Pinky is an awkward adolescent who starts work at a spa in the California desert. She becomes overly attached to fellow spa attendant, Millie when she becomes Millie's room-mate. Mille is a... See full summary »
A down on his luck gambler links up with free spirit Elliot Gould at first to have some fun on, but then gets into debt when Gould takes an unscheduled trip to Tijuana. As a final act of ... See full summary »
Two convicts break out of Mississippi State Penitentiary in 1936 to join a third on a long spree of bank robbing, their special talent and claim to fame. The youngest of the three falls in ... See full summary »
During a future ice age, dying humanity occupies its remaining time by playing a board game called "Quintet." For one small group, this obsession is not enough; they play the game with living pieces ... and only the winner survives.
A fictionalized former President Richard M. Nixon offers a solitary, stream-of-consciousness reflection on his life and political career - and the "true" reasons for the Watergate scandal and his resignation.
This is an insane and fast-paced romantic comedy about a bizarre dinner date among Bruce (Goldblum) and Prudence (Hagerty), and their lunatic therapists, and Bruce's jealous, gun-wielding ... See full summary »
Pinky is an awkward adolescent who starts work at a spa in the California desert. She becomes overly attached to fellow spa attendant, Millie when she becomes Millie's room-mate. Mille is a lonely outcast who desperately tries to win attention with constant up-beat chatter. They hang out at a bar owned by a strange pregnant artist and her has-been cowboy husband. After two emotional crises, the three woman steal and trade personalities until they settle into a new family unit that seems to give each woman what she was searching for. Written by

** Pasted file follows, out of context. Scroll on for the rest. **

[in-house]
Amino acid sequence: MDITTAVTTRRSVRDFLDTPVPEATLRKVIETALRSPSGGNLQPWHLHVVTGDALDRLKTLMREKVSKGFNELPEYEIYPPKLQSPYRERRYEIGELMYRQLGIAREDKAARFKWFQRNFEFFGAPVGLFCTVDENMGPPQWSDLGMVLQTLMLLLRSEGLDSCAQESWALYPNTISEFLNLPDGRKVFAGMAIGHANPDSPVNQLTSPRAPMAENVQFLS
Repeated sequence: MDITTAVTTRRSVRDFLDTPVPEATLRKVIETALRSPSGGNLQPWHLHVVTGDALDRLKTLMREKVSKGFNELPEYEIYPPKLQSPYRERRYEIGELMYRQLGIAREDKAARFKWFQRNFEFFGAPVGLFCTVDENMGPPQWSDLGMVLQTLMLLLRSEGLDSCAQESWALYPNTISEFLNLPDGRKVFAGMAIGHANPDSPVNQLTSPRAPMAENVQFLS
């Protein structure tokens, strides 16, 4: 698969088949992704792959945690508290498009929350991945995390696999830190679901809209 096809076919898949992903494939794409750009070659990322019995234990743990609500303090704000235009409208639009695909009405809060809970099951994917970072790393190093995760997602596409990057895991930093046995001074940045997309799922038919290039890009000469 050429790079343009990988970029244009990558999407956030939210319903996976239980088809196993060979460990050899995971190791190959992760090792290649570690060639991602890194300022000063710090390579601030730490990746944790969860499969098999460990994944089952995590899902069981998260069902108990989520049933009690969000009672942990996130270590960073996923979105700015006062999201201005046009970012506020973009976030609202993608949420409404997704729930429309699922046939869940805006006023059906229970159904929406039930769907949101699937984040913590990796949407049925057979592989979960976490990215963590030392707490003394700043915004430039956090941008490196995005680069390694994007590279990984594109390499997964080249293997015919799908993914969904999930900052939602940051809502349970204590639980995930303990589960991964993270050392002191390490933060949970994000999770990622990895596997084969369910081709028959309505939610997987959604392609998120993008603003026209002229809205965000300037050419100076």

danetta cox cordova
Robert Altman had a believer in the head of production at 20th Century Fox, Alan Ladd Jr.. He felt that he could indulge Altman's offbeat projects, while the studio's more commercial films like Star Wars: Episode IV - A New Hope (1977) would make up for any financial loss. Peter Biskind, author of "Easy Riders," reports in his book that Altman and Tommy Thompson were driving to the airport, when Altman said, "Let's stop at 20th. I had a dream last night, I want to sell it to Laddie. Keep the engine running, it'll only take a minute." Altman darted into Ladd's office, made a deal for "3 Women," and was back in the car in time to make his flight. See more »
When Millie and Pinkie prepare for dinner party, the time line is way out of whack. Scene begins in early morning, as Millie wakes Pinkie and tells her she is going grocery shopping for the dinner. Millie returns from store (presumably within an hour or so), Pinkie carries out garbage after spilling shrimp cocktail on herself and, en route to trash cans, meets dinner guests who say they can't come because they're on way to a beer joint instead - a scene that would have occurred no later than mid-morning and means that seven or more hours are unaccounted for. See more »
I'm going to tell you exactly what the doctor told her parents. She's obviously suffering from temporary amnesia. It's not uncommon in cases like this. Since the... since the presence of her parents agitates her, we suggest she doesn't see them for a while. She seems to recognize you, and feel comfortable around you, so we think in a few days, she should be going home with you. And her recovery should be fairly rapid.
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Mix Drama with Black Comedy with Bizarre with Fantasy = Wonderful
Indeed, few movies can haunt you 20 years after you've first seen them. Not only that, even after you've seen them 20 times, still leaving you with a desire to see them again and again? 3 Women is just such a movie. From it's haunting Gerald Busby score, to Bodhi Wind's arresting murals, to the captivating performances by Shelley Duvall and Sissy Spacek to Robert Altman's deft writing and direction. This is a movie which will haunt you and fascinate you.
I knew this movie was no ordinary movie when I seemed to be the only one in that 1977 audience who caught onto Shelley's disobedient skirt. Things began to appear slanted just off center - you just didn't know how off center they were. And that was and is the magic of this film. You never know what utter ridiculous impossibility of life will take hold of you and bring you through such a unusual journey.
Even as the credits start to roll, you begin to wonder: what have I just witnessed? what does this mean? why does it leave me wanting for answers?
Only after you've seen it as many times as I have do you stop asking those questions and accept all of these occurences as another window in the mind of a genius, which is Robert Altman. With all due respect to Nashville, this is his pinnacle of achievement.
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